Hailing from Dublin, Ireland, the members of U2 came together in 1976 while they were still attending high school.
Most mainstream fans probably don’t know the band went through several name changes in its infancy, having originally been called “The Larry Mullen Band” (for less than a day) then immediately changing to “Feedback” due to the coolness factor this technical term brought them. They later changed the name again in March 1977, choosing to go with “The Hype” as their band’s new call sign. They finally settled on the name “U2” a full year later because of its ambiguous nature and that it was a name that didn’t sound as bad as all the other options they could think of.
Although originally having very little proficiency in music, they were able to sign on to Island Records for the release of their debut album, Boy. They became a class-act by the mid-1980s, with smash hit albums like “The Joshua Tree”, “Live Aid”, and the totally unforgettable success, “Rattle and Hum”.
Originally influenced by punk rockers like The Jam, The Clash, and The Sex Pistols, U2 went through a series of major changes throughout its lifetime. Their 1981 “October” album contained blatant spiritual overtones, while their “War” album, released in 1983, demonstrated their anti-war sentiment and deep commitment to pacifism, especially through its politically controversial “Sunday Bloody Sunday” song. It was this album’s first single, “New Year’s Day” that became the band’s first hit outside of Ireland and the United Kingdom.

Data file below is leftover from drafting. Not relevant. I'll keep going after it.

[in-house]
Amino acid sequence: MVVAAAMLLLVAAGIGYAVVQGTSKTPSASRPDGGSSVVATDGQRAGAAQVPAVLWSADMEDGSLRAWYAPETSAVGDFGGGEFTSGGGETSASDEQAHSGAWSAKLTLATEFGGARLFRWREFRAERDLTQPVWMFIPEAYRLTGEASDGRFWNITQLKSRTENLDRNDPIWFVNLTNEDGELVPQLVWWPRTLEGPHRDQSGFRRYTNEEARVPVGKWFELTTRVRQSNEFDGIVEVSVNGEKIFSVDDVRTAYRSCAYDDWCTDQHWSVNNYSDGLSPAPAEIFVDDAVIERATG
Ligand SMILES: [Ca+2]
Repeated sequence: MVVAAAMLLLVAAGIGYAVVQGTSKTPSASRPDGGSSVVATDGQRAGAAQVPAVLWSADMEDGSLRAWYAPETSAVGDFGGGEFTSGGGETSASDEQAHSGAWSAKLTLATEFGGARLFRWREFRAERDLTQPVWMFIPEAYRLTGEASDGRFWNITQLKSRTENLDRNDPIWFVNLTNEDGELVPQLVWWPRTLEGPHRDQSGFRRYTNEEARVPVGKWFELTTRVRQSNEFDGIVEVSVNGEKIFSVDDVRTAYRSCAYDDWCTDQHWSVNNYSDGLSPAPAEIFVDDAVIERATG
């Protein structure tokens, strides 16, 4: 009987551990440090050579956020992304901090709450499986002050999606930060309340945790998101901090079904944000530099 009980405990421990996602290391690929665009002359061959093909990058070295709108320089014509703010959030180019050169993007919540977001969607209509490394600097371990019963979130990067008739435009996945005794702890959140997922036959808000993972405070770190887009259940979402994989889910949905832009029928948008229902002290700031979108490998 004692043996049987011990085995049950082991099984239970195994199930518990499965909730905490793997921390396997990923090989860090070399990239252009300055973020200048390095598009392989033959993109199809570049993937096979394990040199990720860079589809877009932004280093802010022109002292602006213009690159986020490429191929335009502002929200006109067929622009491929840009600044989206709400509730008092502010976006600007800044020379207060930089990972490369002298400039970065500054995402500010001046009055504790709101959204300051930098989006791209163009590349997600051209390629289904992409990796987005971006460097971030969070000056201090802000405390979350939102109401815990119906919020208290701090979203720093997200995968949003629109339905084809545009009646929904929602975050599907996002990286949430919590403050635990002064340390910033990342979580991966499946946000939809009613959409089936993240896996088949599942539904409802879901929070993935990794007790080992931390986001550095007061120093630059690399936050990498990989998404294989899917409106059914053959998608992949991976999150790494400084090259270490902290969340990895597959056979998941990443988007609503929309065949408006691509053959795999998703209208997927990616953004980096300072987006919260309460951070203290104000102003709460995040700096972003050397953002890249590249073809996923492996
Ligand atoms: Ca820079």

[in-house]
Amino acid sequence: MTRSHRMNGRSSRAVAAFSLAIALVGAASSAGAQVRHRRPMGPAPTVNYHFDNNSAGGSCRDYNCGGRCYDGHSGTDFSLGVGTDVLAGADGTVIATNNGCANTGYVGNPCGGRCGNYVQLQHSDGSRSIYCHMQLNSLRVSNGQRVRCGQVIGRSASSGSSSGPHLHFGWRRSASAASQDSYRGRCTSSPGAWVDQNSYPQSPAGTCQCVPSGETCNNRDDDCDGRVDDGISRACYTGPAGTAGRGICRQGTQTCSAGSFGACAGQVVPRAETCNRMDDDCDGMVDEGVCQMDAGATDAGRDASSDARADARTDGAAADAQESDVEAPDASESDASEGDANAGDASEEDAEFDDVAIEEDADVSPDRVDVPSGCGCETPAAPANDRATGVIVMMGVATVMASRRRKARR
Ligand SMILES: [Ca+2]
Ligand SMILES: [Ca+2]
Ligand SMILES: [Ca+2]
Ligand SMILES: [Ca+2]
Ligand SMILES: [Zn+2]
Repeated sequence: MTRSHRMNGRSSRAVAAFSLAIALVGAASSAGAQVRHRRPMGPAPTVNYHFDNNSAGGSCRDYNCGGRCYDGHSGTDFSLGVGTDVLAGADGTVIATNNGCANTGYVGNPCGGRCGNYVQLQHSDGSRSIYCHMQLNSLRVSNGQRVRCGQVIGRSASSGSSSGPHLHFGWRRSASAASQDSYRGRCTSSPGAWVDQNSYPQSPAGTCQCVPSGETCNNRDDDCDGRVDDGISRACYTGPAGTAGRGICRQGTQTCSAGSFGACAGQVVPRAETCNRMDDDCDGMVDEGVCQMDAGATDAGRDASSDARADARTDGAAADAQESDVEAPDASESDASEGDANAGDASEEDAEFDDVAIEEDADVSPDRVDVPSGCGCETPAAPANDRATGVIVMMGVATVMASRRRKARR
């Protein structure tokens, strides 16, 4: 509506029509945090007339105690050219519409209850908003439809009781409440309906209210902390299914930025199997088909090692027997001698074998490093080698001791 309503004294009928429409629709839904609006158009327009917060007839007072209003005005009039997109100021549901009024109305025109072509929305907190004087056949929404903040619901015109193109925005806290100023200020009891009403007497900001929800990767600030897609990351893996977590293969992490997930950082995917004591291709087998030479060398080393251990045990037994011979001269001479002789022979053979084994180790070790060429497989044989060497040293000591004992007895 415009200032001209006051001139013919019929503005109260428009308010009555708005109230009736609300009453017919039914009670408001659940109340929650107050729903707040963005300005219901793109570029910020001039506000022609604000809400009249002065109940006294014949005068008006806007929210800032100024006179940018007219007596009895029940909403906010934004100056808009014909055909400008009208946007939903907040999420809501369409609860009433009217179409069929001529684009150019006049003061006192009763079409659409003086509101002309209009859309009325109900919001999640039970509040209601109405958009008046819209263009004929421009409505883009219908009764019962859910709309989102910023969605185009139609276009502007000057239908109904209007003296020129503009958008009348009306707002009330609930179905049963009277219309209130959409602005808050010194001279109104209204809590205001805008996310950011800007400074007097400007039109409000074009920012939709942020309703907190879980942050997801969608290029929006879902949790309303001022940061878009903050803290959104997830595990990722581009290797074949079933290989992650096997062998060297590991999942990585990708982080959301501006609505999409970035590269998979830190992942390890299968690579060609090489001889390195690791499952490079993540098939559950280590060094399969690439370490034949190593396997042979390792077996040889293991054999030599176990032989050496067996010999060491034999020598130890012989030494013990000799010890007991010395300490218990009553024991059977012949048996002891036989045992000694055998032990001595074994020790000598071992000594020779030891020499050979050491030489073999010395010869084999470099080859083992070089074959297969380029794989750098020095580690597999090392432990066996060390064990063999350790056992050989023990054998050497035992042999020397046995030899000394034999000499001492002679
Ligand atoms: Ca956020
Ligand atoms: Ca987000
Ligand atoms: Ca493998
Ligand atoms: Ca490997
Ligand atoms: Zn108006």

Yet it was their 1984 album release, “The Unforgettable Fire” that marked the band’s most significant shift in direction. Unlike previous albums, this album was notable ambient and abstract, making a complete departure from their previous punk rock style. This change was mostly due to the band’s fear of becoming too generic and lost in the sea of mainstream, commercial drivel that was so common at the time.
July of 1985 saw another major milestone in the band’s career, when its members participated in the Live Aid concert for Ethiopian famine relief at Wembley Stadium. It was this concert that showed their main vocalist, Bono, was capable of making personal connections with the crowd, as demonstrated by his ability to embrace and dance with fans during live performances.
Not about to stop with musical experimentation, U2 began to explore American blues, folk and even gospel music with their next album, “The Joshua Tree”. Released in March 1987, this album tried to give the band a sense of tradition as it explored what it really is like to be American. October of the following year saw the release of their documentary, “Rattle and Hum”.
Although highly praised by Rolling Stone magazine as possibly the best band of the 1980s, U2 remained successful through the 1990s and equally to present day. Having been named one of eight “Artists of the Decade” by Rolling Stone in 2009, this served as a positive momentum for the bands 360° Tour, which began in June 2009 and is scheduled to continue in Europe through the year and in North America in 2011.